Easy victory puts Eddie Holguin on four-year term
By Joe Olvera ©, 2011
As newly re-elected City Rep. Eddie Holguin becomes one of the senior members of the El Paso City Council, he vows to continue doing the job for which his constituents in District 6 continue putting him in office. “There are still some burning issues in my district to which I want to dedicate myself,” Holguin said. “This will be my last tour as a city representative so that I want to do right by the people who took the time and trouble to vote in the May 4 election.”
Holguin, who represents a district that includes parts of far east El Paso and the Lower Valley, was first elected in 2005. He hasn’t lost an election since. However, he still has four years to go in his final term. Is he thinking, perhaps, of going after the mayor’s job once his term ends?
“It’s too soon for me to be thinking of that,” Holguin said. “That decision is far off in the future. The main thing is for me to concentrate on those issues that are impacting on my constituents, the people I represent.” His relatively easy victory doesn’t mean that he will have four years of smooth sailing, because some of the issues he must contend with could turn out to be problematic.
“There’s the issue of whether the city should provide health care for unmarried partners of city employees, some are gay some are not. My belief is that everyone deserves universal health care, but, that’s not the way the district believes. I must represent their views. My position is to adhere to the law and that means that Judge Frank Montalvo has already ruled that we can’t provide coverage for unmarried partners of city employees. It’s sad, but, I must abide by the judge’s ruling.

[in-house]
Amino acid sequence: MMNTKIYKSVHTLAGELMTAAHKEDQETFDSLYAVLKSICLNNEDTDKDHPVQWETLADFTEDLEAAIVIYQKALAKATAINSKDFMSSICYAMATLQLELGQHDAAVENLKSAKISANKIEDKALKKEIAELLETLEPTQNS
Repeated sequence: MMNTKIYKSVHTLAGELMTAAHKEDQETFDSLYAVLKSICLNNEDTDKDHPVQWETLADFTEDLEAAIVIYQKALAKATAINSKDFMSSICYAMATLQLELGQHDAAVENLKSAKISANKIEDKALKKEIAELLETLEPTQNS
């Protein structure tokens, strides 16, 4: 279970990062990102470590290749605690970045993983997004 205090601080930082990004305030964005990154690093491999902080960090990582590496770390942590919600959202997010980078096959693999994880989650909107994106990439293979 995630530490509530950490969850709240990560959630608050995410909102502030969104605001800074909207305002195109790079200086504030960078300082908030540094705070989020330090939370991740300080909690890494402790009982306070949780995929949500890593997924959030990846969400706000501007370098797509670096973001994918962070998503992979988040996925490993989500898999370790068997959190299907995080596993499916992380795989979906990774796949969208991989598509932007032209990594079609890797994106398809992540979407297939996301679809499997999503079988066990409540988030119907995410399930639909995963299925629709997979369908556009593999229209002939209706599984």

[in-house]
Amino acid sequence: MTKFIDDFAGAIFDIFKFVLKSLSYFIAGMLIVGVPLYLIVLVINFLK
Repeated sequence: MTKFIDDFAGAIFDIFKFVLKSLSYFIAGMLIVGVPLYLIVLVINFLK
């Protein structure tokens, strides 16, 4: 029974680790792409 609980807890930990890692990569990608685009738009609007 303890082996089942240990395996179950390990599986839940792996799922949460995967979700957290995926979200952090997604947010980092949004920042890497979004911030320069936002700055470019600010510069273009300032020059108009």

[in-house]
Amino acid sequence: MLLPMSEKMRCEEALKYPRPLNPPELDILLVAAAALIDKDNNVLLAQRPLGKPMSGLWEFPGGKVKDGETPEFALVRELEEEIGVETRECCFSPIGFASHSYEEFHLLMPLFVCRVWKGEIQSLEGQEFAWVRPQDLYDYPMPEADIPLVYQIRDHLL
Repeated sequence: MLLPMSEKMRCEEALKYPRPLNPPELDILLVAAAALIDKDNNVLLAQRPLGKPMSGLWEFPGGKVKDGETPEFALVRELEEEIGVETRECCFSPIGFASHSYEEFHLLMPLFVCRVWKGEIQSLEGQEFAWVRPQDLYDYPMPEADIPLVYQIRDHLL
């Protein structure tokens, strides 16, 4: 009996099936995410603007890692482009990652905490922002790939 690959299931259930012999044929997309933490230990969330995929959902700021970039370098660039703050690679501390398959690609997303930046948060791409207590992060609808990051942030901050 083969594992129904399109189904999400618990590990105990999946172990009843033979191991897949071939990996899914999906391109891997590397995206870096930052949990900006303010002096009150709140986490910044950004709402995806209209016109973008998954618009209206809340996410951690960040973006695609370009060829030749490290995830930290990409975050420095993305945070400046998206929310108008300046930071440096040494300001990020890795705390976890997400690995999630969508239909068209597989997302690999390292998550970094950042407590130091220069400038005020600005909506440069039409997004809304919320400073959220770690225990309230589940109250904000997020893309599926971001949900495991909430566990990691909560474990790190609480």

“There’s another problem in Ysleta that’s causing concern, and that’s the fact that a dilapidated building is destroying the harmony of the area, especially since the city just spent millions of dollars to build a bus terminal there,” Holguin said. The building in question is located at 9043 Alameda and has already been condemned by the city. Broken windows and for rent signs cluttei the space. Owners of the property, Efren and Margarita Franco will not sell and won’t allow the city to refurbish what is considered by many to be an eyesore. However, under a new ordinance, property owners will be forced to register their buildings with the city and ensure that they are up to code. “I can’t understand why the owners of that building are so stubborn,” Holguin said.
Another issue which impacts primarily on the north side of his district is the traffic problem at the corner of Montwood and Joe Battle. Growth in the area has leaped by 23 percent in the past decade, while the area south of I-10 grew by only six percent during the same period. “Traffic congestion is causing multiple headaches for anybody who travels on those roads,” Holguin said. “Our problem is that it’s a state road and only the state can determine if it’s going to be fixed. It’s not a city road and it’s not a county road, so are hands are tied. Something will be done, I’m sure, but, perhaps not as quickly as the people want to see.
“Other issues include improving on parks in the south part of my district and improving badly constructed roads. We have already designated money to fix Pueblo Viejo Park. We will construct walking paths and make other improvements not only to that park, but, I hope to other parks as well.” Holguin who is married to Ileana Holguin, who heads the Migrant and Refugee Center, has two daughters, six-year-old Abigail Holguin, and 15-month-old Rebekah Holguin.